Doctors in Miami removed a tumor from the mouth of an unborn baby, in what's been hailed as a life-saving, world first operation, the Miami Herald reported.
Tammy Gonzalez was just 17 weeks into her pregnancy when she noticed what looked like a large bubble coming from her baby's mouth during a routine ultrasound scan.
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Doctors diagnosed a benign, but rare, tumor the size of a tennis ball, and Gonzalez was told it was unlikely her baby – a daughter – would survive birth.
Her options were to terminate the pregnancy, or hope the problem could be corrected following delivery, The Guardian reported. But even if the birth was successful, the baby girl would have needed a tracheotomy to breathe, along with numerous surgeries.
Determined to find a way to save her daughter, Gonzalez sought the advice of her gynecologist, who suggested the possibility of an operation on the fetus itself.
That's when she was referred to fetal medicine expert Dr. Ruben Quintero, at the University of Miami, who agreed to perform an unprecedented operation to remove the tumor, known as a fetal oral teratoma – a condition that affects one in 100,000 pregnancies.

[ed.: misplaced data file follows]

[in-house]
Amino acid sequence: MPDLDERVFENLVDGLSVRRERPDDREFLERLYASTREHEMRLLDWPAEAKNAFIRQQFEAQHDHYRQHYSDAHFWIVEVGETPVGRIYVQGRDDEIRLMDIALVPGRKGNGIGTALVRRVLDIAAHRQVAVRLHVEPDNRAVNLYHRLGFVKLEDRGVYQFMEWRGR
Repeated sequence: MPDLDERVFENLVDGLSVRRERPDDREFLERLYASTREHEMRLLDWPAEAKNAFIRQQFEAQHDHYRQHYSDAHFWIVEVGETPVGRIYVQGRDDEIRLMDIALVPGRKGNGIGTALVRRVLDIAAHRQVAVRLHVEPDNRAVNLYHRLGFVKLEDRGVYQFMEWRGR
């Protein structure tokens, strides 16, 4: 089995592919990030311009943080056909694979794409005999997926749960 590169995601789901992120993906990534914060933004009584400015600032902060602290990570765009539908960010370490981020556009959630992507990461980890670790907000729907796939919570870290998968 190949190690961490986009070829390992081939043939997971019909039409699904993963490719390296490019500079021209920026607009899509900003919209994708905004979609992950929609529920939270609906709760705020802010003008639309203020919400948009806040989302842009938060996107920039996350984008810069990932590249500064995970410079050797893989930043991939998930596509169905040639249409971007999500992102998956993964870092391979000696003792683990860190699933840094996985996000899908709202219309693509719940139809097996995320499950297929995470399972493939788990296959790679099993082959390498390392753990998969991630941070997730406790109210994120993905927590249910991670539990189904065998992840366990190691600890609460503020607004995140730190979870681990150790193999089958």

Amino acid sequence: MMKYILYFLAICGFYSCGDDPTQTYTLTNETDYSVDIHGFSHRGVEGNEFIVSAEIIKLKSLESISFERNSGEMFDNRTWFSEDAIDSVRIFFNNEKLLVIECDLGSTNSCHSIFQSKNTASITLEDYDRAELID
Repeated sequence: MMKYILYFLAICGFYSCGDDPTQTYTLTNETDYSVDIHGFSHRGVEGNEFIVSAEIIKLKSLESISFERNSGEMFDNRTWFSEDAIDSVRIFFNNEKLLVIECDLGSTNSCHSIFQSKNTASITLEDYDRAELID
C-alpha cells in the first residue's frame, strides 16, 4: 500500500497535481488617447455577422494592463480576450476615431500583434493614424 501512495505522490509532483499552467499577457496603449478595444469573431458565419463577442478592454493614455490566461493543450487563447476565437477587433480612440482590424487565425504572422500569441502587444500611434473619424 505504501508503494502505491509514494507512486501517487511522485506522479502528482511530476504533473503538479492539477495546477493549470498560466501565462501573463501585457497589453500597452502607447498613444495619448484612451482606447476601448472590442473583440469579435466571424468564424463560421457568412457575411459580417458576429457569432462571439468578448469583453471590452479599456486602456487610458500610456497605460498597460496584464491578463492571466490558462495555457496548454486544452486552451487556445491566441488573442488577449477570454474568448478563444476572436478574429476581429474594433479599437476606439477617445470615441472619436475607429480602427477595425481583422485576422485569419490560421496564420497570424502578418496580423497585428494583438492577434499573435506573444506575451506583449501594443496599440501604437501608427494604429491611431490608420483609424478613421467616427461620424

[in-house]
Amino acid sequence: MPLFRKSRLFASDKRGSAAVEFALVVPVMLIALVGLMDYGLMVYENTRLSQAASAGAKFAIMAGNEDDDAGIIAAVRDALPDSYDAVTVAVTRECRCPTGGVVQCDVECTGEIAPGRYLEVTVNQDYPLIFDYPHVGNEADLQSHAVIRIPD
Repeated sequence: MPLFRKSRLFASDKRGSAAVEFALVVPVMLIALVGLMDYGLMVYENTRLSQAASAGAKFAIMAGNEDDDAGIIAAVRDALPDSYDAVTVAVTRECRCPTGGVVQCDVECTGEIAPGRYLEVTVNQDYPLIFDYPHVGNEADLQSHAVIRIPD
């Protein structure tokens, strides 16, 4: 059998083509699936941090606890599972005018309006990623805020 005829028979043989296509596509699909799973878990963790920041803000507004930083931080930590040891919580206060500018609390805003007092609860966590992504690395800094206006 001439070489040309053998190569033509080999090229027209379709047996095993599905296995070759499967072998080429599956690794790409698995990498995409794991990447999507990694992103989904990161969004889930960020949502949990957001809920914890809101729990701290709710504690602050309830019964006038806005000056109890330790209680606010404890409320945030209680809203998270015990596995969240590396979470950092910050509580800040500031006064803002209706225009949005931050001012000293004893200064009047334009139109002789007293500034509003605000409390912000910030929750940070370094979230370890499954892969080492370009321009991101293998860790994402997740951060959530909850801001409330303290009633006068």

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The procedure was carried out at the Jackson Memorial Hospital in Florida, where doctors had only witnessed a fetal oral teratoma once in the past two decades, the BBC reported.
While Gonzales was under a local anesthetic, Quintero and his wife Dr. Eftichia Kontopoulos, also a fetal surgeon, pushed a needle through the amniotic sac, and used a laser to cut the tumor from the unborn baby's mouth.
Gonzalez was awake and watched the operation – which lasted just over an hour – on a screen.
She told a press conference in Miami:
"When they finally severed the whole thing off and I could see it floating down, it was like this huge weight had been lifted off me and I could finally see her face."
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At the press conference, Gonzales was accompanied by her healthy, happy, 20-month old toddler Leyna Mykaella Gonzalez, who was born in October 2010 – five months after the life-saving procedure.
Details of the operation were this week published in the American Journal of Obstetrics & Gynecology.